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Although most of the Shanghai World Expo's pavilions will be dismantled to make way for site redevelopment, five structures will remain as permanent reminders of an event that changed the host city forever. Zhang Nini talked to the park's chief planner, along with a key pavilion director, to find out how and why.
World Expos have given rise to a many architectural wonders over the years. But with the main exception of some very notable towers, very few buildings remain in place after the curtain falls.
The 2010 Shanghai Expo is leaving the world with five permanent structures ... the China Pavilion, Cultural Performance Center, Expo Axis, Expo Center, and Theme Pavilion.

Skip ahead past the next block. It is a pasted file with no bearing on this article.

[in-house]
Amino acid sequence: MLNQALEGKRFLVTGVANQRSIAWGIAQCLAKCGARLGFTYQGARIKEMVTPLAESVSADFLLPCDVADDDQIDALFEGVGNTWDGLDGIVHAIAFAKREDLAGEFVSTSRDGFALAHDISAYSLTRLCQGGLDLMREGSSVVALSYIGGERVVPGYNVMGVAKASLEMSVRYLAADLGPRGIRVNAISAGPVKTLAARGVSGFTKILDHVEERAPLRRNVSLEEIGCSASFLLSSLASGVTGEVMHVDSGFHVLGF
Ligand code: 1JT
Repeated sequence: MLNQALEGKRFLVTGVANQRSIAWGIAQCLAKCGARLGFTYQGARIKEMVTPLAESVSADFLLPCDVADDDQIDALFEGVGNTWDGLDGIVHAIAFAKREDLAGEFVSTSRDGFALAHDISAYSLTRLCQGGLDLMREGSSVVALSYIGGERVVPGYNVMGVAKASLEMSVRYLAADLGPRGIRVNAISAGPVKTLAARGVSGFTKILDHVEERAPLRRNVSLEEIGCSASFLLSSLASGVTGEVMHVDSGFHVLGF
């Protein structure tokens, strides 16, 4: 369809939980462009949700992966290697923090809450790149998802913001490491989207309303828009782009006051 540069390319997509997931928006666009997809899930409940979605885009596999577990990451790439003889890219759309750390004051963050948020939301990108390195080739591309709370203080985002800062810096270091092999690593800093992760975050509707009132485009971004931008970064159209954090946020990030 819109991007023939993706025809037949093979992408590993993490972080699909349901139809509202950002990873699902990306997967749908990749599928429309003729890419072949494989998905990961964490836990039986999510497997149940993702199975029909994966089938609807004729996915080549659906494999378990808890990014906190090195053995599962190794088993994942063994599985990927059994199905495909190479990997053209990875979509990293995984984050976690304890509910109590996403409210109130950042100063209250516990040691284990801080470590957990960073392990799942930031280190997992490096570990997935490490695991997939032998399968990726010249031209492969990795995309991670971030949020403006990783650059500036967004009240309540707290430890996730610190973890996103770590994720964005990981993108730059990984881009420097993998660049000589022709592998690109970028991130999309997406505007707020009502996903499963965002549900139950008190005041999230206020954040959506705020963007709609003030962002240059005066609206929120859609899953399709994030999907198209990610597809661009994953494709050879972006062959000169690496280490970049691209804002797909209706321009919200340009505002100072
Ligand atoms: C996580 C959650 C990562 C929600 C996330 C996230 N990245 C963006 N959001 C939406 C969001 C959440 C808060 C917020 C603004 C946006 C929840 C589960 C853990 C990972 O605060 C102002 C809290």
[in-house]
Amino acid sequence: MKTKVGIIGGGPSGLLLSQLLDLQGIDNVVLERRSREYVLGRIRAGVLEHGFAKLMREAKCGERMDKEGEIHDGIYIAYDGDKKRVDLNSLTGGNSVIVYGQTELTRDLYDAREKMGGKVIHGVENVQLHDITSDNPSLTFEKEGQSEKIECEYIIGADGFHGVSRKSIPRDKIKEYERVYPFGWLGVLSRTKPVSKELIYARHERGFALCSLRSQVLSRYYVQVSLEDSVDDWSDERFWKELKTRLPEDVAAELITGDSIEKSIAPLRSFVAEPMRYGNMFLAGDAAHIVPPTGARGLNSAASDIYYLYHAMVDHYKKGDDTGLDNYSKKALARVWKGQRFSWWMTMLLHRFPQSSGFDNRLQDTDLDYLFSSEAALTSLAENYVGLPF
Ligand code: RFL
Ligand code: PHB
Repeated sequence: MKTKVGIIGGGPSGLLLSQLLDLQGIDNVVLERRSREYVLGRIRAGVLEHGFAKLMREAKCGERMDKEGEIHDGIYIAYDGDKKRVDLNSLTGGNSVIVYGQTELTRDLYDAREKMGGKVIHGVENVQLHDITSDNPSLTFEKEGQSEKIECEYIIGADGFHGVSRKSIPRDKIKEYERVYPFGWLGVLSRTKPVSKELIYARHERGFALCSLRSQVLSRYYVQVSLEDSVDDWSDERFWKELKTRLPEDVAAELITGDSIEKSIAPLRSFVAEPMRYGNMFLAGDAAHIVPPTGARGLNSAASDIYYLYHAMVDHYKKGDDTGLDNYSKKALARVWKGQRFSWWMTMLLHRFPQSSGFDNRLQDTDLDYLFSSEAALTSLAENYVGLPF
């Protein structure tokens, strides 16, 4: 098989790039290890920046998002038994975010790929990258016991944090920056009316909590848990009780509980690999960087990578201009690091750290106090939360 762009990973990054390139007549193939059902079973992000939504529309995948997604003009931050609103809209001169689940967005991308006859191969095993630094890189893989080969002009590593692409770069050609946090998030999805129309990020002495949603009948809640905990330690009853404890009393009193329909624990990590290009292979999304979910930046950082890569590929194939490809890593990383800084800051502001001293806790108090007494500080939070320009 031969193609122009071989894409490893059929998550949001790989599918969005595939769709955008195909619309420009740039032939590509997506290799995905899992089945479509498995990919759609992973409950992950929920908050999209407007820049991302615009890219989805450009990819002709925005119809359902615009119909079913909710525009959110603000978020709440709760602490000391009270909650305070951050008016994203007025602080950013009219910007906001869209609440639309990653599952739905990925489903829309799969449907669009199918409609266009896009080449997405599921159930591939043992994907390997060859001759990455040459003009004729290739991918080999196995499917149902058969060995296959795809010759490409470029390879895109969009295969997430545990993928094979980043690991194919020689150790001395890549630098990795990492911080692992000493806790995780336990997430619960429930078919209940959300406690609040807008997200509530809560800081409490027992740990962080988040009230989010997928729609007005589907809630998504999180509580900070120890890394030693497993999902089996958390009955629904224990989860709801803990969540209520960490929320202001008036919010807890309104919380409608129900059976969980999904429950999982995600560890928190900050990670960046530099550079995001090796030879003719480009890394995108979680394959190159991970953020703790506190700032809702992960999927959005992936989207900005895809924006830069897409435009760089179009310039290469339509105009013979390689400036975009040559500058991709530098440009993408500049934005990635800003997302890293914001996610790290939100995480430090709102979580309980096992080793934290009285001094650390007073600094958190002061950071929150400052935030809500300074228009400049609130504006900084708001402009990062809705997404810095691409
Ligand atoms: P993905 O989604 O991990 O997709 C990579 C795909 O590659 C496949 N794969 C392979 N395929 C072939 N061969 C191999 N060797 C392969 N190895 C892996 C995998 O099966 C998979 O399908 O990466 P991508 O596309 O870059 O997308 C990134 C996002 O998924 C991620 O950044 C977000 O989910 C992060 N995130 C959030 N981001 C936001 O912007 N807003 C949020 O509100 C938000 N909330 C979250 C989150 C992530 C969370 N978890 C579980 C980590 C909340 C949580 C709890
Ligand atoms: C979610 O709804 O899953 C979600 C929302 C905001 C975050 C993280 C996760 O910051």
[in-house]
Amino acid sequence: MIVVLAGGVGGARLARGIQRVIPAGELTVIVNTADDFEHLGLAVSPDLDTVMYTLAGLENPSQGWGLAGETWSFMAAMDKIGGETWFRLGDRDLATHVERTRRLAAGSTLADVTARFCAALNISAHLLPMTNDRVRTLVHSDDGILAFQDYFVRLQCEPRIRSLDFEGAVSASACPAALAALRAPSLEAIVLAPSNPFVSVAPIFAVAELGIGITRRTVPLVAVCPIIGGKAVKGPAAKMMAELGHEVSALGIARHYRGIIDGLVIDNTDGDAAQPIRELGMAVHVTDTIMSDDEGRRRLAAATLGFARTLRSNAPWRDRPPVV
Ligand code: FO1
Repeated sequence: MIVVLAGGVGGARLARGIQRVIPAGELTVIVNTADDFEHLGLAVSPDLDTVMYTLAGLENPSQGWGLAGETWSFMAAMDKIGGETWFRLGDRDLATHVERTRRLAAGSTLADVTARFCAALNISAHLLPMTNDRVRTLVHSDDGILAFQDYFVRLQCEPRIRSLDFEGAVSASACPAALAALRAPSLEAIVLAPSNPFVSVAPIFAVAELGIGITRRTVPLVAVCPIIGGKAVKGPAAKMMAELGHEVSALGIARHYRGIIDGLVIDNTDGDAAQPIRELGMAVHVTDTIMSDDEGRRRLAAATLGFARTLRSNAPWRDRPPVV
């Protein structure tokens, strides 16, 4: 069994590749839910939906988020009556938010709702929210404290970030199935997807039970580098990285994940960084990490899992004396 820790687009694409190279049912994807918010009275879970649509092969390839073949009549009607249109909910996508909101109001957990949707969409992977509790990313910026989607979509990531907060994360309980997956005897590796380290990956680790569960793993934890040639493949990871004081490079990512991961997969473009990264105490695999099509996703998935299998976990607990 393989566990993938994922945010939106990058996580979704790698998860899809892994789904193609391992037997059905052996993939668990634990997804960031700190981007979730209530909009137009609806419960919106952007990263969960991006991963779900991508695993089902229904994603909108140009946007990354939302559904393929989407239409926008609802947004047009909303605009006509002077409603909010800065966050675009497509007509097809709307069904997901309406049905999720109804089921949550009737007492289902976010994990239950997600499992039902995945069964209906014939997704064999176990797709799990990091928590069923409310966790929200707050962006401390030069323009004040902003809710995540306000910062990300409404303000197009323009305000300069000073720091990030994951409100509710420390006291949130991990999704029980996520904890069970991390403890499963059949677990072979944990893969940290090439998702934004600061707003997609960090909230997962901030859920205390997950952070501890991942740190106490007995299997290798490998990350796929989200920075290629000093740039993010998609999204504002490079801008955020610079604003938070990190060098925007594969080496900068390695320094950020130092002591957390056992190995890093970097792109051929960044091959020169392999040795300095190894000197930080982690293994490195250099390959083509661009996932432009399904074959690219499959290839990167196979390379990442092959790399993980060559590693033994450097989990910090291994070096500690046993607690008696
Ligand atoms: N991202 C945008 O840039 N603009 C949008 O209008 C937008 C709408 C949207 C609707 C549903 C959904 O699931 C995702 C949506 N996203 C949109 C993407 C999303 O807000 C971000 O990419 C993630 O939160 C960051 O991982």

|Although most of the Shanghai World Expo's pavilions will be dismantled to |
make way for site redevelopment, five structures will remain as permanent
reminders of an event that changed the host city forever.(File photo)
Wu Zhiqiang, World Expo Park Chief Planner, said, "The five structures are being kept, after a careful study of World Expos throughout history. They integrate the functional needs of this World Expo, and Shanghai's own city image building process."
The China Pavilion will become a national cultural museum. Yet even its very essence, the 100-meter-long 3D version of the "Riverside Scene at Qingming Festival" painting, will soon head to Hong Kong for a 20-day exhibition.
The Theme Pavilion, where the issue of environmental degradation has been brought to the surface, will stay in place as part of a routine World Expo tradition. The depletion of natural resources and effects of climate change reflect global concerns.
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